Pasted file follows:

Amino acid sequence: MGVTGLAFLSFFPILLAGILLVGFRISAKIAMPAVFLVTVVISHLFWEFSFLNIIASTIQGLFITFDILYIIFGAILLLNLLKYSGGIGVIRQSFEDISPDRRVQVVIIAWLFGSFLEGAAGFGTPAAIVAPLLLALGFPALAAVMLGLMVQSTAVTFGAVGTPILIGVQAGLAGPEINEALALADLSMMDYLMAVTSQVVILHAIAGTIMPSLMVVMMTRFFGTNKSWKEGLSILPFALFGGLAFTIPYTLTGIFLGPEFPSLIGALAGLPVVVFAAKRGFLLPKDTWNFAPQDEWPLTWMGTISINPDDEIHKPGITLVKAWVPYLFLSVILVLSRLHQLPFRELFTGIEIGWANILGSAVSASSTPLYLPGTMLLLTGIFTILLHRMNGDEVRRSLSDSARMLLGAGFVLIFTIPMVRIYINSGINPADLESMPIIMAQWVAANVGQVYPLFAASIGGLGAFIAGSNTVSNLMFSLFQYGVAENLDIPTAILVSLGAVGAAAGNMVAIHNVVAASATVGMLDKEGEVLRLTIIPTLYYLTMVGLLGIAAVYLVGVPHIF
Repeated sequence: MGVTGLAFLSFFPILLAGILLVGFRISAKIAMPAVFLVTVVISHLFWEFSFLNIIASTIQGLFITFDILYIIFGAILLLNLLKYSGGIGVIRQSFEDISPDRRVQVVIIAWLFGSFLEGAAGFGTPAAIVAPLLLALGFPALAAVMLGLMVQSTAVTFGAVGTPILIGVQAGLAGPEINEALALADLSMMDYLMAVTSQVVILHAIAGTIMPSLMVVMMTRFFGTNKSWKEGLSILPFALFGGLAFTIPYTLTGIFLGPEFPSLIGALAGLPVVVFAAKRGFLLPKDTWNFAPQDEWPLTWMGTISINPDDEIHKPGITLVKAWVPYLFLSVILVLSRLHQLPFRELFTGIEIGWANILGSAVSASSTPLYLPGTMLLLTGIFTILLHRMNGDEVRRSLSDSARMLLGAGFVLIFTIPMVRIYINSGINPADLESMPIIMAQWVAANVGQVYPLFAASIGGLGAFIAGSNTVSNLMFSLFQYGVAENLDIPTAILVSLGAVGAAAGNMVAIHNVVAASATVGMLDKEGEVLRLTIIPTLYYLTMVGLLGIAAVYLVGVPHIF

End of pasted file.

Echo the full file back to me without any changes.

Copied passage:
Amino acid sequence: MGVTGLAFLSFFPILLAGILLVGFRISAKIAMPAVFLVTVVISHLFWEFSFLNIIASTIQGLFITFDILYIIFGAILLLNLLKYSGGIGVIRQSFEDISPDRRVQVVIIAWLFGSFLEGAAGFGTPAAIVAPLLLALGFPALAAVMLGLMVQSTAVTFGAVGTPILIGVQAGLAGPEINEALALADLSMMDYLMAVTSQVVILHAIAGTIMPSLMVVMMTRFFGTNKSWKEGLSILPFALFGGLAFTIPYTLTGIFLGPEFPSLIGALAGLPVVVFAAKRGFLLPKDTWNFAPQDEWPLTWMGTISINPDDEIHKPGITLVKAWVPYLFLSVILVLSRLHQLPFRELFTGIEIGWANILGSAVSASSTPLYLPGTMLLLTGIFTILLHRMNGDEVRRSLSDSARMLLGAGFVLIFTIPMVRIYINSGINPADLESMPIIMAQWVAANVGQVYPLFAASIGGLGAFIAGSNTVSNLMFSLFQYGVAENLDIPTAILVSLGAVGAAAGNMVAIHNVVAASATVGMLDKEGEVLRLTIIPTLYYLTMVGLLGIAAVYLVGVPHIF
Repeated sequence: MGVTGLAFLSFFPILLAGILLVGFRISAKIAMPAVFLVTVVISHLFWEFSFLNIIASTIQGLFITFDILYIIFGAILLLNLLKYSGGIGVIRQSFEDISPDRRVQVVIIAWLFGSFLEGAAGFGTPAAIVAPLLLALGFPALAAVMLGLMVQSTAVTFGAVGTPILIGVQAGLAGPEINEALALADLSMMDYLMAVTSQVVILHAIAGTIMPSLMVVMMTRFFGTNKSWKEGLSILPFALFGGLAFTIPYTLTGIFLGPEFPSLIGALAGLPVVVFAAKRGFLLPKDTWNFAPQDEWPLTWMGTISINPDDEIHKPGITLVKAWVPYLFLSVILVLSRLHQLPFRELFTGIEIGWANILGSAVSASSTPLYLPGTMLLLTGIFTILLHRMNGDEVRRSLSDSARMLLGAGFVLIFTIPMVRIYINSGINPADLESMPIIMAQWVAANVGQVYPLFAASIGGLGAFIAGSNTVSNLMFSLFQYGVAENLDIPTAILVSLGAVGAAAGNMVAIHNVVAASATVGMLDKEGEVLRLTIIPTLYYLTMVGLLGIAAVYLVGVPHIF